Google's cookie crumbles under scripting attack

Taking the biscuit

Google

Security researchers have unpicked a flaw in Google spreadsheets that allows cookie stealing. The cross-site scripting vulnerability enables attackers to use stolen cookies to access any Google service a user has registered, including accessing a victim's Google mail account.

Google has now plugged the vulnerability, discovered by security researcher Billy Rios. In a blog posting, Rios explains a caching flaw by Google, alongside problems in how browsers handle content-type headers, created a cookie stealing risk. A Google cookie is valid across all its sub domains, a convenience factor that greatly enhances the potential for mischief.

This particular XSS vulnerability on Google's domain takes advantage of how IE determines the content type of the HTTP response being returned by the server. Other browsers have problems in handling content-type headers properly, but this vulnerability is limited to IE.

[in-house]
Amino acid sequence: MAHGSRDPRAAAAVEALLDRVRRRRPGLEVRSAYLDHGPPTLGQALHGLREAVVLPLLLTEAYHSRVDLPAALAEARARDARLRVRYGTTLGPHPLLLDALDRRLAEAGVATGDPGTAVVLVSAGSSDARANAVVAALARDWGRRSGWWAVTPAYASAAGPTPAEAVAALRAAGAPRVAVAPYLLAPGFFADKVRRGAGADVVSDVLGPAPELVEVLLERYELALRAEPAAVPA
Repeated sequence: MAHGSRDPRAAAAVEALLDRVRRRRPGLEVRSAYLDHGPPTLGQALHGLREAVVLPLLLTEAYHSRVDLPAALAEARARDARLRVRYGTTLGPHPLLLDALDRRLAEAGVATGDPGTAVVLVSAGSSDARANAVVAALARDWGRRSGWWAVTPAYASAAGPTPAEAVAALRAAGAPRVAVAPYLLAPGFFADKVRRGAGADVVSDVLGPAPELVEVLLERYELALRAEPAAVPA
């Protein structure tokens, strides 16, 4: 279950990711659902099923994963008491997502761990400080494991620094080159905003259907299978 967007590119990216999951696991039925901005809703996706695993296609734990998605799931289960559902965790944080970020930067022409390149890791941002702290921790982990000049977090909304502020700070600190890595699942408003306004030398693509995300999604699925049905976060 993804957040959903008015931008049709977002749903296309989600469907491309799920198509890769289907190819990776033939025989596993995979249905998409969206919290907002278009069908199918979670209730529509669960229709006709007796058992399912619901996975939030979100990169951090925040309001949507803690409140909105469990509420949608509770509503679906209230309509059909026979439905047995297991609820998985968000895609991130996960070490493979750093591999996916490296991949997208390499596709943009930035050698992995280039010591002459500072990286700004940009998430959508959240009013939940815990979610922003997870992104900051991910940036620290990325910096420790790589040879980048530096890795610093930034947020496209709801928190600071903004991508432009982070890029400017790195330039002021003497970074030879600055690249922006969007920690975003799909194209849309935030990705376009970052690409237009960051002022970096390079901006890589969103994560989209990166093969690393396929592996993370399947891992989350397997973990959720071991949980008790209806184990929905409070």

Rios created a spreadsheet which contained HTML and a string of JavaScript code for viewing a user's cookie. He then saved this spreadsheet and generated a link for the spreadsheet to be served as a text-based CSV file, which IE mistakenly interprets as HTML.

Anyone viewing this doctored spreadsheet would hand over their cookies to Rios, or potentially an attacker, as explained here. Fortunately, Google has now rendered crafted table content as text rather than HTML.

Rios has been active in identifying XSS flaws in Google's web applications. Last week, he published an advisory about a flaw in Google code that lent itself to stealing users' passwords. Prior to that, Rios uncovered vulnerabilities in Google's Picasa, Heise Security adds. ®

Sponsored: Today’s most dangerous security threats